Our Solar System emerged about 4.56 billion years ago when a very dense, relatively small blob, embedded within one of the numerous giant, cold, dark molecular clouds that haunt our Galaxy, collapsed under the hefty weight of its own gravity. Billowing, enormous molecular clouds–composed of gas and dust–haunt our Galaxy like phantoms, and they serve as the strange nurseries of baby stars. As the small, dense blob experiences gravitational collapse, most of its material collects at the center and catches fire as the result of nuclear fusion–and a star is born! The remaining material swirls around the fiery protostar, and becomes what is called a protoplanetary accretion disk. This rotating disk of gas and dust circles the new star. Just such a disk whirled around our primordial Sun, and the very tiny particles of “sticky” dust within it bumped into one another and “glued” themselves together to create ever larger and larger objects. Ultimately, a vast population of planetesimals formed, and these were the building blocks of the major planets.
When the planet Jupiter was born, it had the potential to become a star. However, it failed. The energy spewed out by the tumbling material caused Jupiter’s interior to grow searing-hot. The larger Jupiter grew, the hotter it became. Ultimately, when the material snatched up from the ambient, turbulent disk was at long last depleted, Jupiter may have sported the awe-inspiring diameter of over 10 times that which it now has. It also likely possessed a central temperature of a roasting 50,000 Kelvin (the Kelvin scale is an absolute scale of temperature, in which zero is equivalent to -459.4 degrees Fahrenheit), and a sparkling bright luminosity that was about 1% as great as that of our own glaring Sun today.
If Jupiter had been born many times heavier, it would have become hotter and hotter, as it shrunk in size –until its nuclear-fusing stellar furnace ignited, and it became a star. Had this happened, our Sun–like many others of its kind–would have had a binary companion. In this scenario, our Earth and the rest of our Solar System probably could not have formed–and we would not be here today.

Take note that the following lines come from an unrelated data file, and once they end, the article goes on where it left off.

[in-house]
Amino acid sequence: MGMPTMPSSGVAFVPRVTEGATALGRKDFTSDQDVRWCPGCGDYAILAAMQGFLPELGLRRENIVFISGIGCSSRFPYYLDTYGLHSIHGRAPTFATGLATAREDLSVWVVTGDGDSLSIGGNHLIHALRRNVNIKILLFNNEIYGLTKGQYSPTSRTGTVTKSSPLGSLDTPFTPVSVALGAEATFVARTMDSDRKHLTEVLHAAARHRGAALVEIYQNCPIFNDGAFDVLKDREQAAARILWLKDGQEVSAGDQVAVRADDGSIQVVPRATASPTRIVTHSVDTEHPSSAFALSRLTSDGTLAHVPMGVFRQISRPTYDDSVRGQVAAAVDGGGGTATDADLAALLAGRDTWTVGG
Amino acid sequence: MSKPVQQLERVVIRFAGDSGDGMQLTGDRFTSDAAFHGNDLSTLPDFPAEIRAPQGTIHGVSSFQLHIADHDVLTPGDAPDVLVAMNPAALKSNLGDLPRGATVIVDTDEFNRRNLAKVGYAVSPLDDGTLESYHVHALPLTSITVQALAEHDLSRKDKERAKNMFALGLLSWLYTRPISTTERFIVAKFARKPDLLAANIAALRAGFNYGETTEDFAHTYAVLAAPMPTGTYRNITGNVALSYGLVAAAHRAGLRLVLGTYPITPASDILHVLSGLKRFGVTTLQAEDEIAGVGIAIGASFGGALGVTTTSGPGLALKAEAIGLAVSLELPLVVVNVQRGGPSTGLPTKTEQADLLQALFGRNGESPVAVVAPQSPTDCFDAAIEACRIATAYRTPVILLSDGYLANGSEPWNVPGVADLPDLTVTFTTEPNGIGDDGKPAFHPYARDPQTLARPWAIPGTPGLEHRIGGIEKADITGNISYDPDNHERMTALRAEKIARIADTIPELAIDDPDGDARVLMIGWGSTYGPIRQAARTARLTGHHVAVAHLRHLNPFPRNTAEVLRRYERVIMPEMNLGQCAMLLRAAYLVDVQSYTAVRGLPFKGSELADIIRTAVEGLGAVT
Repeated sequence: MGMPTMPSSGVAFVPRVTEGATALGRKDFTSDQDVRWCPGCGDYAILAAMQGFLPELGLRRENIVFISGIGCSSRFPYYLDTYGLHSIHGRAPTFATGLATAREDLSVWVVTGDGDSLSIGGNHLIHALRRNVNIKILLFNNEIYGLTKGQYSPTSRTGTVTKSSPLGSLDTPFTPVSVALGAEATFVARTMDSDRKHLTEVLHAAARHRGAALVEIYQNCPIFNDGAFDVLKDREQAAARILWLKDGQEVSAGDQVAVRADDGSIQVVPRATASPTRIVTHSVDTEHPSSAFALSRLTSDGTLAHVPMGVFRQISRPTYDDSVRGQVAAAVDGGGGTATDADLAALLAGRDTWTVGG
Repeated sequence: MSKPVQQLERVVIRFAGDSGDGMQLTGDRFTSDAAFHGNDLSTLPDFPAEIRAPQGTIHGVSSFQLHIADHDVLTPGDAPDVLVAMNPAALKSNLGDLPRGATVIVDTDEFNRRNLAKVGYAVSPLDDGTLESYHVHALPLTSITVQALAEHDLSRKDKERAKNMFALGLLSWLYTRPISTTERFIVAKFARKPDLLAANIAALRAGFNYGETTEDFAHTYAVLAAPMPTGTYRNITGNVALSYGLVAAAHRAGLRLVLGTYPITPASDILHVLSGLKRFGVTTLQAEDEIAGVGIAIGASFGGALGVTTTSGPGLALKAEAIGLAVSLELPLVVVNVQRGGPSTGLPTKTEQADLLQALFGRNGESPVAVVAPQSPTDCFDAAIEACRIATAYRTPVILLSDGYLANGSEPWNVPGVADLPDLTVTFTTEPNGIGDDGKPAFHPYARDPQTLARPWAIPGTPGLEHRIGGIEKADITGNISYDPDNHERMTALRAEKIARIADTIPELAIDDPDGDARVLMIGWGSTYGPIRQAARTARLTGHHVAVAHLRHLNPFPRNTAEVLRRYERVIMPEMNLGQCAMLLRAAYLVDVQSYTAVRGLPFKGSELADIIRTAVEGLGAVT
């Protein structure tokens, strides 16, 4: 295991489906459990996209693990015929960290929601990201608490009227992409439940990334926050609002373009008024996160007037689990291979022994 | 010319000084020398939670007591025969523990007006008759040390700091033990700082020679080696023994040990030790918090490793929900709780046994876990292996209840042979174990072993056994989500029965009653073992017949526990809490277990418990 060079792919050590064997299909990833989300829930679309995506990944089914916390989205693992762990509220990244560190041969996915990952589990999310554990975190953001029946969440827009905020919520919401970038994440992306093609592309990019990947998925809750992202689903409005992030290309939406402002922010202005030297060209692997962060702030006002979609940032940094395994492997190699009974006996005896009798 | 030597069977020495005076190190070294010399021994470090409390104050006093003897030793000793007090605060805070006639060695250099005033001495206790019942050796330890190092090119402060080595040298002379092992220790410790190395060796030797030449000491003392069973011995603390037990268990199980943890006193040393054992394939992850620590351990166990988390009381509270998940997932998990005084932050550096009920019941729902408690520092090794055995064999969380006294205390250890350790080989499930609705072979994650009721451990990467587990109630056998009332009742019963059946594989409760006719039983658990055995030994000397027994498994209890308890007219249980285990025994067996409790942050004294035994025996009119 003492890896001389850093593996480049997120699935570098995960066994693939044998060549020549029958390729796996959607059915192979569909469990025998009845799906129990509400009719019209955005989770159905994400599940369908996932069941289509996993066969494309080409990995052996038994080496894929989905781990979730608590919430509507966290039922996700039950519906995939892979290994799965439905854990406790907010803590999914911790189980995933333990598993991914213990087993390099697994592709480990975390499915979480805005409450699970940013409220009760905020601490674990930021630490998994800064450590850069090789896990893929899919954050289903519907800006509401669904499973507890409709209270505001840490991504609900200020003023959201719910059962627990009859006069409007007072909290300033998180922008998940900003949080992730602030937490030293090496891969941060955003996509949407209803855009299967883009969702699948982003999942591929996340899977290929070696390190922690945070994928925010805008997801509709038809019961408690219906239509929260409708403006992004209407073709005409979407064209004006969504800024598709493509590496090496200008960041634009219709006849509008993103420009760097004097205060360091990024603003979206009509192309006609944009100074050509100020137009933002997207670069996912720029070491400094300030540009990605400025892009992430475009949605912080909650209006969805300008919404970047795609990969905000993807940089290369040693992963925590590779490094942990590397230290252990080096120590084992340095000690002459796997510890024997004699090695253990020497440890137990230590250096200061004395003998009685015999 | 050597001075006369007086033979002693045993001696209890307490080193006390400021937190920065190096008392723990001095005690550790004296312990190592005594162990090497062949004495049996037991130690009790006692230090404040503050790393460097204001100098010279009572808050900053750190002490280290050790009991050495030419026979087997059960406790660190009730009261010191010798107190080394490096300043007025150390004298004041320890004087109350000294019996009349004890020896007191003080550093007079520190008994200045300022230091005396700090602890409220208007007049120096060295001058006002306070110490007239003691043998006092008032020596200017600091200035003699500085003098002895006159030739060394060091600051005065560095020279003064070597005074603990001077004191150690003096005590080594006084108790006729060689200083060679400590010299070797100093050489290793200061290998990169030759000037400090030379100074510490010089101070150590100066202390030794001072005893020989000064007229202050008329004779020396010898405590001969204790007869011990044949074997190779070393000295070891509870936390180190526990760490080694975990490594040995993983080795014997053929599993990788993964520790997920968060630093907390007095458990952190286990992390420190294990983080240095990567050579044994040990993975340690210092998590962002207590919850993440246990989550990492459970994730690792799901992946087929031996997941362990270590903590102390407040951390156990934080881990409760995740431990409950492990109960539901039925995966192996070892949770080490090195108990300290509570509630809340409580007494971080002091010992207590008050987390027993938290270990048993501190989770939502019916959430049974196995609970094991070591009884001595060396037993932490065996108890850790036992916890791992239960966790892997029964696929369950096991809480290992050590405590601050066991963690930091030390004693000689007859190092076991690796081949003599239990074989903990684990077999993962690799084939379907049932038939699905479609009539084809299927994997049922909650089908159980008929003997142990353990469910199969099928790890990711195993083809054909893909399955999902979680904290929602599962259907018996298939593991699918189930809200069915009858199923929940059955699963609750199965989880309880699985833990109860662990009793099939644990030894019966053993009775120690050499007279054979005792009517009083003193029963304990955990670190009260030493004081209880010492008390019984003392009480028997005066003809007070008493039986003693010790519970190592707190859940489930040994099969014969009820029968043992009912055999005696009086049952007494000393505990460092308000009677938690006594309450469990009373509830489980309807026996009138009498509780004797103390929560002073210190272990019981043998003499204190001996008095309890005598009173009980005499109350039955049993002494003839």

It takes the planet Jupiter about 12 Earth-years to complete a single orbit around our Star, and so a year on Jupiter is equivalent to a dozen years on our own planet.
The temperature of the Jovian clouds–that float around at the very top of its atmosphere–is an extremely cold -234 degrees Fahrenheit. The temperature near the planet’s center, however, is quite a bit toastier. Indeed, the temperature of Jupiter’s core may reach 43,000 degrees Fahrenheit. This is even hotter than the surface of our Sun!
If it were possible for a human being to stand on the Jovian clouds–which is, of course, impossible–the force of gravity that she would experience would equal about 2.4 times the force of gravity on the surface of our own planet. This basically means that a person who weighs 100 pounds on Earth would weigh about 240 pounds standing on the clouds of Jupiter.
Winds on Jupiter are ferocious. This very windy planet’s mighty gales roar at between 193 miles per hour to over 400 miles per hour. The surface of Jupiter is banded with extremely thick brown, yellow, red, and white clouds. It is also encircled by a trio of thin gossimer rings, that were first detected back in 1979 by NASA’s Voyager 1 spacecraft–and the rings are primarily composed of extremely fine dust motes.
Jupiter’s magnetic field is very powerful. Deep down under Jupiter’s heavy, dense blanket of impenetrable clouds, there may be an enormous ocean of rare liquid metallic hydrogen. As Jupiter rotates, the swirling, churning liquid metal ocean produces the strongest magnetic field in our entire Solar System. At the tops of the obscuring clouds (tens of thousands of miles higher than where the field is created), Jupiter’s magnetic field is approximately 20 times stronger than Earth’s magnetic field.
Jupiter is circled by 62 known moons. The largest Jovian moons are the quartet of Galilean moons: Io, Europa, Ganymede, and Callisto. The four large moons were named in honor of their discoverer, Galileo Galilei, who, on dark, starlit January nights in 1610, spotted them with one of the first telescopes to be used for astronomical purposes.
The Great Red Spot is considered by many scientists to be Jupiter’s most prominent feature, as it whirls around wildly in the surface layer of Jupiter’s banded atmosphere. It is a swirling anti-cyclonic storm that is larger than the Earth!
Jupiter Sweeps The Primordial Solar System Clean
The new research paper explains not only what is termed the “gaping hole” in the inner region of our Solar System, but also certain characteristics of Earth and the other three inner rocky planets–Mercury, Venus, and Mars. The four inner terrestrial planets could have formed later than the outer four gaseous planets from a depleted source of planet-making material.